Sure part of this, I mentioned earlier that we want to be a platform that can extend and being engaged with any system you have that, that that handles or produces or records containers. So part of the developer platform is this is this capability to interact with, say, for instance, ci CD systems, ci CD systems produce containers, that’s an output, we want that we want interact with that. So you could either do that through basically, what we what you do is use a bar API’s to interact with, with these containers, with with your ci CD system, and it can record containers in our system, or send them to us or take them or retrieve return containers through that mean. So effectively, it’s an interface that allows developers to integrate our functions or capabilities with anything they want. We’re actually in process of building a, what I call an epi agent, which is, which is a piece of software that will you know, will give the code away to or or, you know, personally share freely. And, and that will allow developers to then use that abstraction to interact, but the API’s are really there for integration purposes. And

Chris Ward 28:33
it actually earlier that we are going one, one thing I noticed in the UI that potentially I suppose comes out the API as well and starts to make this make a lot more sense is you can actually, as far as I could see, you could output an optimized Docker file from the process. So you kind of feed all your inputs in, use the CIC D pipeline to actually then get like the final Docker image that goes

John Amaral 28:54
to the final Docker image. That’s exactly the workflow we see users doing they, they have their ci CD producing containers the way they always have. But they end up with a container that that they wanted them act on, understand, optimize view, check differences, etc, they’ll, they’ll pipe that to us. And one way you can do that is to pipe it to our cloud through our API’s. And then we optimize it, we record what we learned and now you can use all of our tools, the software tools that we have, and and then we return the container back to the CI CD system. There are ways you could do it in line to with our, with some with some of our downloadable software. But but then you go about your business of now. vulnerability, scanning that container, testing that container, and can smaller containers are faster to scan VMs. So you speed up your ci CD time, and all that and that helps developers go faster as well. I should have mentioned earlier that you know we were still in a phase of our of our, of our, of our development of our life cycle where we are trying interacting with people But now closely to evolve our features. We don’t have anything for sale yet, we’re still in, in free software mode and, and, and evaluation mode, I call it you know, beta phase, we will, we will have, in our, in our future always have free open source software that will continue to maintain, we expect to have a free tier SAS software that folks can use with the free open source together and get continuous value from. And then our goal in the future is to have, you know, obviously, commercial software, but that is, you know, that, you know, developers can will, will benefit as they as they grow their value from us. So we really want to make sure we’re building software that developers can just use and benefit from.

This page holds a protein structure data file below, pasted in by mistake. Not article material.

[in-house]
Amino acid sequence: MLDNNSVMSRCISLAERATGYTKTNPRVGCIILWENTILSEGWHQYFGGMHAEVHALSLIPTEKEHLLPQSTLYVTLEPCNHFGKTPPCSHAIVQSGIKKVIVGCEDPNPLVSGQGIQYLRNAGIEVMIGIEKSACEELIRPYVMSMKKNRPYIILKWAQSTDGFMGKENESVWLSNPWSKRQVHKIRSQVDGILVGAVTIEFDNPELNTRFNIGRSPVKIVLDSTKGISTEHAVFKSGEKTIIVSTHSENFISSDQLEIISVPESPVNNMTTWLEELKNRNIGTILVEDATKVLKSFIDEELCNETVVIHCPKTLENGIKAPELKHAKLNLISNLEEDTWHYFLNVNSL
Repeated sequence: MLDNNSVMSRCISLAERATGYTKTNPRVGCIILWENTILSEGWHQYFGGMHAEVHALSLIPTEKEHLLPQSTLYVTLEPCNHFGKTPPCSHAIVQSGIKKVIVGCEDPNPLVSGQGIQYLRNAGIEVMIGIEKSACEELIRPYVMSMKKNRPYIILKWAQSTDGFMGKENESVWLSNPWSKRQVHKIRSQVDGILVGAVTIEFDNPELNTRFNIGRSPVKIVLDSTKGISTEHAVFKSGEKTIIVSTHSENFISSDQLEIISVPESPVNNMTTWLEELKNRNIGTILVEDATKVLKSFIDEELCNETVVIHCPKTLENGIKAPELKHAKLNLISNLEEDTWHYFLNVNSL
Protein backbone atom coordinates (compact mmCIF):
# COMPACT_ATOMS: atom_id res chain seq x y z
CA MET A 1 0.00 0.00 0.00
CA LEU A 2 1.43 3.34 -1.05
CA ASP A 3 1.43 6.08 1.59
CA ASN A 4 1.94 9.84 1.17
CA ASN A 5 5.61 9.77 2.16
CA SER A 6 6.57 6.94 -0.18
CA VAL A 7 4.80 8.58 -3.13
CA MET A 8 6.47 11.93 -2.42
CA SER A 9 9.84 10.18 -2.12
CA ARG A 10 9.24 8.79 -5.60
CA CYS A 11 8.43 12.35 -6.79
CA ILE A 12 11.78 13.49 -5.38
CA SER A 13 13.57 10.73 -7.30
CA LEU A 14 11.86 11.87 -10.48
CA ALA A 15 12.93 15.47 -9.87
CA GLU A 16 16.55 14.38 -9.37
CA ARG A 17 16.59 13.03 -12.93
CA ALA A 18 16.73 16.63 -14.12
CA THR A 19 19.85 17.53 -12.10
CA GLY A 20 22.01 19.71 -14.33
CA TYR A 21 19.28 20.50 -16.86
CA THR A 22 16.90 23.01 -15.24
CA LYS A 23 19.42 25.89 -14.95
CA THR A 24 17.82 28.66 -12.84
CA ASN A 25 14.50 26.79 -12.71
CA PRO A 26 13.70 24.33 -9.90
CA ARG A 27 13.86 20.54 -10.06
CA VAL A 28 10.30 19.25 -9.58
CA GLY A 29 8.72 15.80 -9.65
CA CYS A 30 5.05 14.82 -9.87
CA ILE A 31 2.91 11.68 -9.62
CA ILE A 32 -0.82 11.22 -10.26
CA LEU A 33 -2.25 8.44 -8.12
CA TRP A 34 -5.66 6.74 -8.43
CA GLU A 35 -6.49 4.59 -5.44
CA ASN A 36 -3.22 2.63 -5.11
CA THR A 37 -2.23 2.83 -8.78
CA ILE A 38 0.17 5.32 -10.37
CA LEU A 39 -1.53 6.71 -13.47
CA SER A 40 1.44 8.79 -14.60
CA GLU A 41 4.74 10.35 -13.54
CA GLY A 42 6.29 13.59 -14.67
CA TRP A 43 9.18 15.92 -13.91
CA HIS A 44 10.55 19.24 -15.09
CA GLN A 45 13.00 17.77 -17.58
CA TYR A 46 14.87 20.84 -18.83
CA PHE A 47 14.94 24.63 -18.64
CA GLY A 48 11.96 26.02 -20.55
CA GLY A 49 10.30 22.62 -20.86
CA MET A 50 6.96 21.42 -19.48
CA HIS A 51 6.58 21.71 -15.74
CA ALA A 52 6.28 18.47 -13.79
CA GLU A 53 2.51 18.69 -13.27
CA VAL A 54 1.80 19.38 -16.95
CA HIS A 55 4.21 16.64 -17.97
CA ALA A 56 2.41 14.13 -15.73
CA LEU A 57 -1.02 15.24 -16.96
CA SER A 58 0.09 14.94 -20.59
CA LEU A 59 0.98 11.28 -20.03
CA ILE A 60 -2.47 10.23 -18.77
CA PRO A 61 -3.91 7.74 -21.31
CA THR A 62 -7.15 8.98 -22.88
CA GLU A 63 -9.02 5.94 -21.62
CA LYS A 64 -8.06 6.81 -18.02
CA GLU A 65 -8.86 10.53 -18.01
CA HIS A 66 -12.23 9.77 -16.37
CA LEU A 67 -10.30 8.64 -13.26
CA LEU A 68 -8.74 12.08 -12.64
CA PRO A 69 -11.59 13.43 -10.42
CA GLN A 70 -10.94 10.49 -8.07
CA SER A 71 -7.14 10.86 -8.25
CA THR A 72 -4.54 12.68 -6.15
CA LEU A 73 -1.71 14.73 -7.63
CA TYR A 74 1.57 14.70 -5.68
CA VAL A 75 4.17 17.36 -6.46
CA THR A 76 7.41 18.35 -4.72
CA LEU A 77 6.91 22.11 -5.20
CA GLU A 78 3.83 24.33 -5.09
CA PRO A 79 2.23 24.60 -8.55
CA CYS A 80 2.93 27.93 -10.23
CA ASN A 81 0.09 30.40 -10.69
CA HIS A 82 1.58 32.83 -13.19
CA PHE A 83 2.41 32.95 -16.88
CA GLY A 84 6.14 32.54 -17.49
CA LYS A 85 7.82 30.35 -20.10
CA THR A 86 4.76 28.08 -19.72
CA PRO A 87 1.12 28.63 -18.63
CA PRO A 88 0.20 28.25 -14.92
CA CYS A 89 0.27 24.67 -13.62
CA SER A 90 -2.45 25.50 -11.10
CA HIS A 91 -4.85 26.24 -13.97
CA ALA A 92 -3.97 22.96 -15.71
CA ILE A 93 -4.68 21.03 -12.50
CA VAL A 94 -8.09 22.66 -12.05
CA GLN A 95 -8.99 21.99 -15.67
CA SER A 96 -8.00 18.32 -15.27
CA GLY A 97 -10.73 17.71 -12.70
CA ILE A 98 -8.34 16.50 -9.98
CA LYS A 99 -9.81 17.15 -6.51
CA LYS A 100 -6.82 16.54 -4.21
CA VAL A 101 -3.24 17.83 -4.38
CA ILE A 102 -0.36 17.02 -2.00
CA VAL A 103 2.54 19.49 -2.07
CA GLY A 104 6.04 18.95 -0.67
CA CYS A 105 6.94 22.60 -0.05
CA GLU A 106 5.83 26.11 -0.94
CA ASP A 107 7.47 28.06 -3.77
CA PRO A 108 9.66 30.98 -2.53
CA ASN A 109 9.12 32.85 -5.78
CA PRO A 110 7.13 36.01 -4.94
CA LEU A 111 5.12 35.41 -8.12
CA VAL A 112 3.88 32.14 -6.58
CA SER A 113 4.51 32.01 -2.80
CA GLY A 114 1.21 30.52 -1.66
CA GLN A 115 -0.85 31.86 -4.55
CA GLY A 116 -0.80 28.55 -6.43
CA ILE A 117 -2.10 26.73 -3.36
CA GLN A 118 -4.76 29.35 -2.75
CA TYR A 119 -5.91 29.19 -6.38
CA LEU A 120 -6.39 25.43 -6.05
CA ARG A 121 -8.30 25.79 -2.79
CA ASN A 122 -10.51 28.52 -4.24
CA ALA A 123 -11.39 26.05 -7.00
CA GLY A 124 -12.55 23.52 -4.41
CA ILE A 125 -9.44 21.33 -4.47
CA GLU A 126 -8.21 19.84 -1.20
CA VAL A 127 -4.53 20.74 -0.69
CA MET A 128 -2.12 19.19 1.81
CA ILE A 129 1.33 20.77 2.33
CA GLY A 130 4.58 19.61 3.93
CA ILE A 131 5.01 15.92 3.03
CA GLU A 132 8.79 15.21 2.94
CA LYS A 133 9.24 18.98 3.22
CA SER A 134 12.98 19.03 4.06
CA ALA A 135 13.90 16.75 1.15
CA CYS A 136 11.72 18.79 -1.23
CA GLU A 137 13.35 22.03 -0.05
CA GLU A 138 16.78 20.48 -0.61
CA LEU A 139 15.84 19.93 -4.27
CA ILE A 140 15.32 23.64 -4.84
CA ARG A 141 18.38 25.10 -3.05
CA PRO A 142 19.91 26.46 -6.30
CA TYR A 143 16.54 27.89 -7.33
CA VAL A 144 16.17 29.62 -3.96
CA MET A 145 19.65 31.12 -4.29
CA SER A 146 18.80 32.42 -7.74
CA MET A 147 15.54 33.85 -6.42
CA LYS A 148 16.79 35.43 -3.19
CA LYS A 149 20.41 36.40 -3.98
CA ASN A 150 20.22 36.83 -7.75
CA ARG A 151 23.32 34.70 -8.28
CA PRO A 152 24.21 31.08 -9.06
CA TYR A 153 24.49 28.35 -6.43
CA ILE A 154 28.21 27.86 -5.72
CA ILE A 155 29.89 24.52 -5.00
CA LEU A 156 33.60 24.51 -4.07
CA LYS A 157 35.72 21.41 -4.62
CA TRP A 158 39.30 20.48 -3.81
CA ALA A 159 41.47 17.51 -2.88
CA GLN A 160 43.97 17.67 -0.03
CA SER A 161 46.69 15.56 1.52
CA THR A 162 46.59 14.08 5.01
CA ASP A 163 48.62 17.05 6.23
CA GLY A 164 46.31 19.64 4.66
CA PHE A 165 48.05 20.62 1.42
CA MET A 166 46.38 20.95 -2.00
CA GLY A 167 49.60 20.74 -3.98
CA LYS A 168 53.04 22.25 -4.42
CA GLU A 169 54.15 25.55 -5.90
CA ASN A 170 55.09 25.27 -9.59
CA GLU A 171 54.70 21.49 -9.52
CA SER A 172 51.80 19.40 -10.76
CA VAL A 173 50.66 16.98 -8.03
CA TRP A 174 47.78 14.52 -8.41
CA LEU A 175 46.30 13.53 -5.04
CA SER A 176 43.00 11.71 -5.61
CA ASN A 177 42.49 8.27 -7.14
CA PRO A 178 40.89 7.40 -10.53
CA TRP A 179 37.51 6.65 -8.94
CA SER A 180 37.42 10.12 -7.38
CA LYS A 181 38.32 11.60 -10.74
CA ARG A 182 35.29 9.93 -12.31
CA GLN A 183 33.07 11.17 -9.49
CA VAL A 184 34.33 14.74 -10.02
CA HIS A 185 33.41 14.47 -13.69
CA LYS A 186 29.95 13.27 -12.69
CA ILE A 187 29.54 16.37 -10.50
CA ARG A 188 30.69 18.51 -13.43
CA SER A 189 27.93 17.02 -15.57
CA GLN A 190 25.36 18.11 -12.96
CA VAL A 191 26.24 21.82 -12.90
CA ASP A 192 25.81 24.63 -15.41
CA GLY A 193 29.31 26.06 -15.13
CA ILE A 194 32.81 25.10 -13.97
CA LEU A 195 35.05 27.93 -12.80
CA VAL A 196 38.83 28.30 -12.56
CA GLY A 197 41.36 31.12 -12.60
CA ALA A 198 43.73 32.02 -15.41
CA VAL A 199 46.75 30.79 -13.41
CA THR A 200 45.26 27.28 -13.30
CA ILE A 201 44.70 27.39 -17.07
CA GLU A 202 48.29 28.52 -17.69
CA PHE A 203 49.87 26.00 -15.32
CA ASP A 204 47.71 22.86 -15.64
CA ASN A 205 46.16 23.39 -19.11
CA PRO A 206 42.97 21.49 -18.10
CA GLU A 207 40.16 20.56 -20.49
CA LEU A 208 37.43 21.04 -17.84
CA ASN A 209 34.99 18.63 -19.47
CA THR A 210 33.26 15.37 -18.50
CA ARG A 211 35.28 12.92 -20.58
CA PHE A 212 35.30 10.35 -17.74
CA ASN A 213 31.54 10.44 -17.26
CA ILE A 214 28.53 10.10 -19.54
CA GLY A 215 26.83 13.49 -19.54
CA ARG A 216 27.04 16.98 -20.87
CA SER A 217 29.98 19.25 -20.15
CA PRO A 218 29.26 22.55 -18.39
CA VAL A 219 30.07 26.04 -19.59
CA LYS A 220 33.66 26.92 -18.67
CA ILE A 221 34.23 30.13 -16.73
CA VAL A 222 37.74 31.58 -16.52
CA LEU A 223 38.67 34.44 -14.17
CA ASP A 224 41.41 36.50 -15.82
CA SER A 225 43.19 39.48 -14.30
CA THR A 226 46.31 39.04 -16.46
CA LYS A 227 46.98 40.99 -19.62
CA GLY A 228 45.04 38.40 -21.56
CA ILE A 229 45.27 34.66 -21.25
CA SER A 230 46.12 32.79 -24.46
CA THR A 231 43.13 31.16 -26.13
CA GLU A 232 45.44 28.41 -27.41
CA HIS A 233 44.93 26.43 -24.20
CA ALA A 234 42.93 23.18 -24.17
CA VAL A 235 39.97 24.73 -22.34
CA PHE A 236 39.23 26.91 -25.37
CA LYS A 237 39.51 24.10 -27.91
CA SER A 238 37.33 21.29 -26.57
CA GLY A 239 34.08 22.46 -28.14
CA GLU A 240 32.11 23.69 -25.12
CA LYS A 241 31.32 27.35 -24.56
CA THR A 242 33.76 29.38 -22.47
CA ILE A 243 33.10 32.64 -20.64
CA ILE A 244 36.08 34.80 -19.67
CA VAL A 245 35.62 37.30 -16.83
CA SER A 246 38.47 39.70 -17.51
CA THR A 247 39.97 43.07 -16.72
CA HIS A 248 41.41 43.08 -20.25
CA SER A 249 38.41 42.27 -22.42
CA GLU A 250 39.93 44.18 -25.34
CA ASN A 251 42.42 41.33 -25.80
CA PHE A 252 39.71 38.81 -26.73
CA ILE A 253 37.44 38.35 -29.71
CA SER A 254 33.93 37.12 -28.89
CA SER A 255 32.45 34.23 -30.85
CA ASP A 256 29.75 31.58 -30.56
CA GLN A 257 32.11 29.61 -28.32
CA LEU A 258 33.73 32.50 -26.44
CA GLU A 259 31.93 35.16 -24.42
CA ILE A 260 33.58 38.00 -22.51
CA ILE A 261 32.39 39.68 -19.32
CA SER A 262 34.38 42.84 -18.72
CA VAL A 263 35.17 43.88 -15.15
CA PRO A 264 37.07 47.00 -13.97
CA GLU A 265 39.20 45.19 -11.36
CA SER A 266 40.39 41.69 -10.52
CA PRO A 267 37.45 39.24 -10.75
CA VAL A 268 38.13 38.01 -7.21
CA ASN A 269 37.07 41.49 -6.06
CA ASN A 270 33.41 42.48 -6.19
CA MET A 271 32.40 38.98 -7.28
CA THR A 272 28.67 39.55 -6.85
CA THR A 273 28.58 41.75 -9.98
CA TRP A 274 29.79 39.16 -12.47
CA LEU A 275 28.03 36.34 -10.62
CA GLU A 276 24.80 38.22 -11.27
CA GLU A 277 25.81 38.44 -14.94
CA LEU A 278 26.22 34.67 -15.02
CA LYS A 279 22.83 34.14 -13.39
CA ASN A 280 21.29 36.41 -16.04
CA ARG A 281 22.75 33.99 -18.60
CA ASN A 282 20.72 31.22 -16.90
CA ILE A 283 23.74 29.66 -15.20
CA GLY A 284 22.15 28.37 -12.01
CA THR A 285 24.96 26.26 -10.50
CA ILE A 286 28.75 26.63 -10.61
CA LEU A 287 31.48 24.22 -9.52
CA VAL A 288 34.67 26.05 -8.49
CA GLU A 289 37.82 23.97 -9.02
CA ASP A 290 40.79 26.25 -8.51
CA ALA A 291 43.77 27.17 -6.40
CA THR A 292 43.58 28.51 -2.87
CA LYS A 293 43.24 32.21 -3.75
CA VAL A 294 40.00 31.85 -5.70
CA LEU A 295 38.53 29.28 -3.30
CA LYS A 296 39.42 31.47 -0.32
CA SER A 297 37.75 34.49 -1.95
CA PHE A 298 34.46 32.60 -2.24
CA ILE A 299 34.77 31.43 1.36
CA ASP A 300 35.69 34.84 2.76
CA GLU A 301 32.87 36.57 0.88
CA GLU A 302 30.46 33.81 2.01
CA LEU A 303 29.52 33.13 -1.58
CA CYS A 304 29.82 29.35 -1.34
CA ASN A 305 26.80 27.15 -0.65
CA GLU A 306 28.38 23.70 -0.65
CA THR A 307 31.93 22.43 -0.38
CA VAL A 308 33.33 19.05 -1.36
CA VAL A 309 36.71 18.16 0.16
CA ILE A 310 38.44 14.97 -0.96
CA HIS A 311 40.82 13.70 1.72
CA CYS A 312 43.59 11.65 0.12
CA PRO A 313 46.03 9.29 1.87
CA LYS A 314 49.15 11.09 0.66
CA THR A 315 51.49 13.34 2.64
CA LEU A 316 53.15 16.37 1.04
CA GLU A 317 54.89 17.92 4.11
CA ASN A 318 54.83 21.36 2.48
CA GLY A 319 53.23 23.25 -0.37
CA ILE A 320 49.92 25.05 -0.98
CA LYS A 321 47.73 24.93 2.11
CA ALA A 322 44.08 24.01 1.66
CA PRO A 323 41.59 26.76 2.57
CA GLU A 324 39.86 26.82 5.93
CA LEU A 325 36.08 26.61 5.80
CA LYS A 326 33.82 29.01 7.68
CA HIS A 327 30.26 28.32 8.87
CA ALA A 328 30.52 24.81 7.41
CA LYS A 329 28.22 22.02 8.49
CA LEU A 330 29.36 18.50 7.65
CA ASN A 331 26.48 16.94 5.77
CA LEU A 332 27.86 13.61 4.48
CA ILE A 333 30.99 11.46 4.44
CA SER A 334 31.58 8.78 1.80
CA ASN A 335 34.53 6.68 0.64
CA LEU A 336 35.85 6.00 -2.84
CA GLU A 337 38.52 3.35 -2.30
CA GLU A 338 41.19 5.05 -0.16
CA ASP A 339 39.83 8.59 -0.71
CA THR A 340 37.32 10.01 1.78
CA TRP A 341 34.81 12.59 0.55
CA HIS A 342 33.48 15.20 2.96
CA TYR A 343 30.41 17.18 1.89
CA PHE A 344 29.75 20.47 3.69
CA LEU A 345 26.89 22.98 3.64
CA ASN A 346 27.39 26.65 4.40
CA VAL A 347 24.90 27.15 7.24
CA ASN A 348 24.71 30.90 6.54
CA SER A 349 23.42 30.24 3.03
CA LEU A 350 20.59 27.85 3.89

Chris Ward 30:50
And so when do you think the SAS offering will be an initial release? What sort of timeline

John Amaral 30:57
we’re expecting to get to what I’d call a sort of a public open beta? You know, this summer? So that’s probably, yeah, it’s, you know, something like that. We’re pretty pragmatic, you know, we, it’s sort of like, you know, when it’s good enough when you see it, right, and, and we’re continuing to work that way. We’re very, you know, we don’t, we want we want to build something developers love and we’re really ardently committed to that. So it’s more developers that interact with us and the more love we can give them and, and just learn from them. The more I think we’ll build stuff that that works, and so far, so good with Docker slim, it’s really popular people love it. And, and we get a lot of great feedback and that community has been wonderful to us to help us.

Chris Ward 31:45
Excellent. JOHN Amaral of slim AI, and unsurprisingly, you can find Thanks very much for joining me.

John Amaral 31:55
Really appreciate your time. Thanks for the opportunity to join